Township loses court land case
Attorney Mike Cox represented the township in the court hearing, shown here at Plymouth Township Board of Trustees Meeting last month. Photo by Don Howard.
Jan. 25, 2016 PLYMOUTH EAGLE.
Plymouth Michigan News
The three-judge panel at the Michigan Court of Appeals has upheld the decision of Circuit Court Chief Judge Robert J. Columbo ordering Plymouth Township to return a 190-acre parcel of land to the City of Detroit.
The 11-page appeals decision found no legal basis or viable argument in the briefs presented as arguments by attorney Mike Cox who represented the township in the court hearing. Township attorney Kevin Bennett was also present at the oral arguments last week.
Plymouth Township obtained the land, once on the tax rolls for more than $15 million, in September of 2011 for $606,150 in a Wayne County tax foreclosure sale. The contested property is located and Five Mile and Ridge roads, the site of the former Detroit House of Corrections, which closed in 1986. Plymouth Township obtained an installment purchase contract with Bank of Ann Arbor for the purchase which included monthly payments of $17,000.
The three-judge panel included Presiding Judge Michael J. Talbot, Judge Mark J. Cavanagh and Judge Kirsten Kelly who were unanimous in their opinion that the township arguments were invalid and without merit.
Attorneys for Detroit originally argued that the foreclosure was improper as municipally-owned land is not subject to tax foreclosure and the city was never properly notified of any taxes due on the land, arguments Columbo and the appellate panel found valid.
According to attorneys for Detroit, the township can now accept the decision and return the property to the proper owners or ask for a reconsideration at the court of appeals or attempt to take the matter to the Michigan Supreme Court.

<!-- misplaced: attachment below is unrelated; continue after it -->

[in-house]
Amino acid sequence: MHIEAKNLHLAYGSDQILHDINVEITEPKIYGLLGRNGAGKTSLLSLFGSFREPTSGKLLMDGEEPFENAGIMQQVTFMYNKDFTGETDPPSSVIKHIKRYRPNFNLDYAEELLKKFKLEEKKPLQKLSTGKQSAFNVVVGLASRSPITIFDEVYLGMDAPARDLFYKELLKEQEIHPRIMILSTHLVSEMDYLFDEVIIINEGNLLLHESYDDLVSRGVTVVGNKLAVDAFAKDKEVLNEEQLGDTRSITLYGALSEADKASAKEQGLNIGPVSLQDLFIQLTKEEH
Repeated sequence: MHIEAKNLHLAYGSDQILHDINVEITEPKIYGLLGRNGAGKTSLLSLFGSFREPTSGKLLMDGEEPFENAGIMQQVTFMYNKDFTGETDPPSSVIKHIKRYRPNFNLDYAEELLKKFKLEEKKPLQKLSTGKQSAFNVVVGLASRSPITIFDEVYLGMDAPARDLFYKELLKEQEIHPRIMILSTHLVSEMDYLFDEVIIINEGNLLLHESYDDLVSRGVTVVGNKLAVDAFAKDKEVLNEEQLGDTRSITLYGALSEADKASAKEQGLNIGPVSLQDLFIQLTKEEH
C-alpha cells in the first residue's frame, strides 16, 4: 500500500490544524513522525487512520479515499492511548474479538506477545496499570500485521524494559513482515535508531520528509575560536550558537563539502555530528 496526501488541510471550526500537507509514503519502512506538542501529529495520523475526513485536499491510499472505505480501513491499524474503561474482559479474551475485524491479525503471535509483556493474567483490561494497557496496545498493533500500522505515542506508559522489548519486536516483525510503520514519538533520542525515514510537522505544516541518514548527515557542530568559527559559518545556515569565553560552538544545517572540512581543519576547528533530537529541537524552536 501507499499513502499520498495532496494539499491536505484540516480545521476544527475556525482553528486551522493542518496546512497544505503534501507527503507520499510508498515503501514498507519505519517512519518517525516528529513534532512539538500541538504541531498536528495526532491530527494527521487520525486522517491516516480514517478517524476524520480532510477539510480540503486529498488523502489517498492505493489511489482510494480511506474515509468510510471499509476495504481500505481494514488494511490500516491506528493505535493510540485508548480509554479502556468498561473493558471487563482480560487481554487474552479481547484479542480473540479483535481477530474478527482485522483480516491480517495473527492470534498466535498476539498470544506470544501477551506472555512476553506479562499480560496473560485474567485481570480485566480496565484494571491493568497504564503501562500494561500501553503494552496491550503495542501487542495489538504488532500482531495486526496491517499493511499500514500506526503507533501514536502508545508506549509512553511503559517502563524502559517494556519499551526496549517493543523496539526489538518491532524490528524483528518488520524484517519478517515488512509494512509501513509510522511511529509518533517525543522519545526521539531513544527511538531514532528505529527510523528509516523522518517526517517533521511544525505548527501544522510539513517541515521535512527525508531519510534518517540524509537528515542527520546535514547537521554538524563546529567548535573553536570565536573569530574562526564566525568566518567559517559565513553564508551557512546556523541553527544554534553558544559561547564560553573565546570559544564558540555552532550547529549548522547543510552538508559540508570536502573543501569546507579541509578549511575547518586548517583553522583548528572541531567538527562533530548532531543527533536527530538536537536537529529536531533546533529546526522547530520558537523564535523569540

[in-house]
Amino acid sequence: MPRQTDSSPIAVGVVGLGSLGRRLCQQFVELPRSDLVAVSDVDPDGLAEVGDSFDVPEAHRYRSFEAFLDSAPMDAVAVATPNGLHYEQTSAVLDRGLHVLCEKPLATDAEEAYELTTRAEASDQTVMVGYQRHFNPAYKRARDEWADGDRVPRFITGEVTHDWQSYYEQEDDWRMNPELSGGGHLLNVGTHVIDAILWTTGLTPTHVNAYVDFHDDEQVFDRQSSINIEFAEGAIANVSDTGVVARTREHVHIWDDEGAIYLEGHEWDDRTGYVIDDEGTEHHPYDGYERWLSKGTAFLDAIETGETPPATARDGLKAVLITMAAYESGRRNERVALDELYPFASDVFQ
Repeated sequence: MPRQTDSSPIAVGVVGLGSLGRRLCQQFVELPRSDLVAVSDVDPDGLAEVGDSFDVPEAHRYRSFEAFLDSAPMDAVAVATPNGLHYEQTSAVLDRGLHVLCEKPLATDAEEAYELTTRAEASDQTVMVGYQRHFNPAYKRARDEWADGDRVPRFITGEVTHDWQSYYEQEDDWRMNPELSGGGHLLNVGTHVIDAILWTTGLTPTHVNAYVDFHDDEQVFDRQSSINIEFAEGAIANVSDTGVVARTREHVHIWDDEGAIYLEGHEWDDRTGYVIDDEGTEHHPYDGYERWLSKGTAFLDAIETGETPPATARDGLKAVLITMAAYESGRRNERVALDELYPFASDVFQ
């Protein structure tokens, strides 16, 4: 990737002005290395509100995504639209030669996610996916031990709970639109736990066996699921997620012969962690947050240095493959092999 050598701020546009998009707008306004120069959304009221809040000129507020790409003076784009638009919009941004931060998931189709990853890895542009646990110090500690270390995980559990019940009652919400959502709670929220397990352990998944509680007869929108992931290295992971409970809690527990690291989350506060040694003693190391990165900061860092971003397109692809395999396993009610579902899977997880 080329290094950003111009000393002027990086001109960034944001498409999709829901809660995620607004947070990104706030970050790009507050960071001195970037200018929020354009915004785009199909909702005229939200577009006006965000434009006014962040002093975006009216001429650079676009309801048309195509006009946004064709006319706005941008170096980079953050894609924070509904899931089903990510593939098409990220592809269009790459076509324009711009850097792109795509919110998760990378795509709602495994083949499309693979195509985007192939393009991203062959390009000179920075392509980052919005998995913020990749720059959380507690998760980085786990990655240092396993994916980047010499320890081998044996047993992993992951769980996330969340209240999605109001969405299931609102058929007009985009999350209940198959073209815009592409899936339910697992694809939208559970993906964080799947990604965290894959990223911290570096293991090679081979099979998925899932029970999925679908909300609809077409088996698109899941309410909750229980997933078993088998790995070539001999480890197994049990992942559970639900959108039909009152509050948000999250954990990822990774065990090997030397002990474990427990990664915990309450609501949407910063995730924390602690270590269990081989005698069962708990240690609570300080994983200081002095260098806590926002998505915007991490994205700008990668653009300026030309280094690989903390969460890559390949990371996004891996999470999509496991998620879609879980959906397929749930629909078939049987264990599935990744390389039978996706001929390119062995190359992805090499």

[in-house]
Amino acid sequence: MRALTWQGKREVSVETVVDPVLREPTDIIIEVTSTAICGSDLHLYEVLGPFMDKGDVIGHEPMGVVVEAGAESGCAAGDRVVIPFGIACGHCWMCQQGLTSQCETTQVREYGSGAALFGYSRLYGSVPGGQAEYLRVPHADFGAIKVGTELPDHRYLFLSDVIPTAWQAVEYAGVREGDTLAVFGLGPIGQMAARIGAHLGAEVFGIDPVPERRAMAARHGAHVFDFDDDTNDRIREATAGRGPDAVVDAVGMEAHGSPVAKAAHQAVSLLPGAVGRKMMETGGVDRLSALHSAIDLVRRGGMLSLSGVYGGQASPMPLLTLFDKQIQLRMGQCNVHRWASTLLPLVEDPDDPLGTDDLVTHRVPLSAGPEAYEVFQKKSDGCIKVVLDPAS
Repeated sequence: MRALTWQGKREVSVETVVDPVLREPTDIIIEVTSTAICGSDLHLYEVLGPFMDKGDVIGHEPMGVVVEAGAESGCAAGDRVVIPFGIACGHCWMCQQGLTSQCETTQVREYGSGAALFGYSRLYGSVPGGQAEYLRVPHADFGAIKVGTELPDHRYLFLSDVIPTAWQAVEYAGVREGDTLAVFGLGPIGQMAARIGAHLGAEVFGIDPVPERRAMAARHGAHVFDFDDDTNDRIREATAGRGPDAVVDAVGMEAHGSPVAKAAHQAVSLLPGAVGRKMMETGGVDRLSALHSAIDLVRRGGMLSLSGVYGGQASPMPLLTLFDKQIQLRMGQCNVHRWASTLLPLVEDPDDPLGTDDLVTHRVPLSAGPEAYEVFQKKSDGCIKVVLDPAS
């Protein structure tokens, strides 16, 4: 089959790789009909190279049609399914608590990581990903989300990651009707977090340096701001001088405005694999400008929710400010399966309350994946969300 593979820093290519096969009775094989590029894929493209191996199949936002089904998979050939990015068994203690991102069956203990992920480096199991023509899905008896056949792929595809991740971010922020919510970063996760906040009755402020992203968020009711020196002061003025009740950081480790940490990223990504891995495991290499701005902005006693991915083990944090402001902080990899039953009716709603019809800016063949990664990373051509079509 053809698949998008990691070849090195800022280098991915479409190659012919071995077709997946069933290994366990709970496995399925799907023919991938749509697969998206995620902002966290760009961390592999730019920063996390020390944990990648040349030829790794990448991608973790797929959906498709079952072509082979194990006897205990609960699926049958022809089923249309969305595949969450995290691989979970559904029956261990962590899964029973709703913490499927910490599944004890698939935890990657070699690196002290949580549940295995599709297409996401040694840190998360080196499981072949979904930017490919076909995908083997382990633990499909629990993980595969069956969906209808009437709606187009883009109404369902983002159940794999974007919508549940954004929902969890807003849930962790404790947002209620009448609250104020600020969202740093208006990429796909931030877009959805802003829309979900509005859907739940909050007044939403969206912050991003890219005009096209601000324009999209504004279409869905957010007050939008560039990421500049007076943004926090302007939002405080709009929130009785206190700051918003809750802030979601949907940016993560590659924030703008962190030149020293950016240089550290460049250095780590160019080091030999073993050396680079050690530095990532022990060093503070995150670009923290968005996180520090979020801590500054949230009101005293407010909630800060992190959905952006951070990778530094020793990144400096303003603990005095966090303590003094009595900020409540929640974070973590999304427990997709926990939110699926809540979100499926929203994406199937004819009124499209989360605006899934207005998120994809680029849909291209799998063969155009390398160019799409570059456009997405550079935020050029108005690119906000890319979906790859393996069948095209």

City of Detroit Deputy Court Counsel Chuck Raimi said that he felt any further pursuit of the matter by the township would be “futile.”
While state law allows for the city as the damaged party to seek double the assessed price of the land as damages, Raimi said that action was “not applicable. The court returned the property to the city and that’s all we wanted.”
He added that to appeal to the Michigan Supreme Court, the township would have tonover come serious odds as the court agrees to hear only a very small percentage of the cases attorneys file for hearings.
“There’s nothing here that would merit review by the Michigan Supreme Court,” Raimi said.
Attorneys have said that the township would have to sue the office of the Wayne County Treasurer for a return of the $606,000 paid for the land. The treasurer’s office has repeatedly stated that they offered the land in the foreclosure sale based on information provided by the township and therefore acted properly in the situation.
City of Detroit attorneys claimed in their legal briefs that the township was “not an innocent third party. The Township engineered the foreclosure by failing to send property tax bills to the city despite the fact that the City at all times was owner of the Subject Property. Plymouth Township then purchased the Subject Property for back taxes and now seeks a multimillion dollar windfall at the expense of the City.” The court made no specific comment on those claims.
State Rep. Kurt Heise, who has declared his candidacy for township supervisor, said that the decision was “a huge loss for the township.” He added that further litigation would be foolishness. “We’ve already wasted enough of our citizens’ tax dollars. This is an open and shut case. They (township officials) need to move on.”
(Staff Writer Don Howard contributed to this story.)